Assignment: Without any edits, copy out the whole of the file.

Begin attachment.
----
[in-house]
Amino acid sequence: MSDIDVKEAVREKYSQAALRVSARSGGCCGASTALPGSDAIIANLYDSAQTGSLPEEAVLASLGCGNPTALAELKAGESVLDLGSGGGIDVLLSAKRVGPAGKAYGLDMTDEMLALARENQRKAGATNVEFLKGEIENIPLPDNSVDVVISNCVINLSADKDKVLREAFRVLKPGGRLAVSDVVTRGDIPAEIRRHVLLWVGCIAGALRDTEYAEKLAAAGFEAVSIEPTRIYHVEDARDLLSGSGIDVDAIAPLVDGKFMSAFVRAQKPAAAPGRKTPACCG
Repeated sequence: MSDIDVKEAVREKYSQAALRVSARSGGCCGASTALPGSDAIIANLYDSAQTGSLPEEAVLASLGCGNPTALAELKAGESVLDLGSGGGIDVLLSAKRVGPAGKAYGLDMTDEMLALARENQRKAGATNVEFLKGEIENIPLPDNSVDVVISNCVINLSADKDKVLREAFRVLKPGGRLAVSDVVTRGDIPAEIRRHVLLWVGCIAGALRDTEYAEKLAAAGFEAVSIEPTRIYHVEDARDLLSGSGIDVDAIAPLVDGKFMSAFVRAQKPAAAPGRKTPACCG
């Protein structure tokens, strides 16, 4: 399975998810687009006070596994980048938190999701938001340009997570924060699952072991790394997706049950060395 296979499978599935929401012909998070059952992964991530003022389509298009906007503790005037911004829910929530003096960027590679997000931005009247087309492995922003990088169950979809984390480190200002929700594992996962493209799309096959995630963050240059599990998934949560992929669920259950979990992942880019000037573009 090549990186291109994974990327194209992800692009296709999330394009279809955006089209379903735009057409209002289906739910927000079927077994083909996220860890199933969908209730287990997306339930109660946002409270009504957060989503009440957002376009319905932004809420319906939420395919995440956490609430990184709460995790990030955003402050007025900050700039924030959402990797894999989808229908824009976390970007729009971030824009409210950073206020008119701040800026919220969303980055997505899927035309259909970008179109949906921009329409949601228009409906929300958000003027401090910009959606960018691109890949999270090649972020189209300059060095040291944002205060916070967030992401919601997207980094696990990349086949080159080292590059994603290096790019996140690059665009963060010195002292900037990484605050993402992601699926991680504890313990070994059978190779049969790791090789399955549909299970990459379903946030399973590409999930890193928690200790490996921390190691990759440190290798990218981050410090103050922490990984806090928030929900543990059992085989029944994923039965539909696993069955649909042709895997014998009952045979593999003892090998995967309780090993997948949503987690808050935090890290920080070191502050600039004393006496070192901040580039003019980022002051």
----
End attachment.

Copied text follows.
[in-house]
Amino acid sequence: MSDIDVKEAVREKYSQAALRVSARSGGCCGASTALPGSDAIIANLYDSAQTGSLPEEAVLASLGCGNPTALAELKAGESVLDLGSGGGIDVLLSAKRVGPAGKAYGLDMTDEMLALARENQRKAGATNVEFLKGEIENIPLPDNSVDVVISNCVINLSADKDKVLREAFRVLKPGGRLAVSDVVTRGDIPAEIRRHVLLWVGCIAGALRDTEYAEKLAAAGFEAVSIEPTRIYHVEDARDLLSGSGIDVDAIAPLVDGKFMSAFVRAQKPAAAPGRKTPACCG
Repeated sequence: MSDIDVKEAVREKYSQAALRVSARSGGCCGASTALPGSDAIIANLYDSAQTGSLPEEAVLASLGCGNPTALAELKAGESVLDLGSGGGIDVLLSAKRVGPAGKAYGLDMTDEMLALARENQRKAGATNVEFLKGEIENIPLPDNSVDVVISNCVINLSADKDKVLREAFRVLKPGGRLAVSDVVTRGDIPAEIRRHVLLWVGCIAGALRDTEYAEKLAAAGFEAVSIEPTRIYHVEDARDLLSGSGIDVDAIAPLVDGKFMSAFVRAQKPAAAPGRKTPACCG
């Protein structure tokens, strides 16, 4: 399975998810687009006070596994980048938190999701938001340009997570924060699952072991790394997706049950060395 296979499978599935929401012909998070059952992964991530003022389509298009906007503790005037911004829910929530003096960027590679997000931005009247087309492995922003990088169950979809984390480190200002929700594992996962493209799309096959995630963050240059599990998934949560992929669920259950979990992942880019000037573009 090549990186291109994974990327194209992800692009296709999330394009279809955006089209379903735009057409209002289906739910927000079927077994083909996220860890199933969908209730287990997306339930109660946002409270009504957060989503009440957002376009319905932004809420319906939420395919995440956490609430990184709460995790990030955003402050007025900050700039924030959402990797894999989808229908824009976390970007729009971030824009409210950073206020008119701040800026919220969303980055997505899927035309259909970008179109949906921009329409949601228009409906929300958000003027401090910009959606960018691109890949999270090649972020189209300059060095040291944002205060916070967030992401919601997207980094696990990349086949080159080292590059994603290096790019996140690059665009963060010195002292900037990484605050993402992601699926991680504890313990070994059978190779049969790791090789399955549909299970990459379903946030399973590409999930890193928690200790490996921390190691990759440190290798990218981050410090103050922490990984806090928030929900543990059992085989029944994923039965539909696993069955649909042709895997014998009952045979593999003892090998995967309780090993997948949503987690808050935090890290920080070191502050600039004393006496070192901040580039003019980022002051």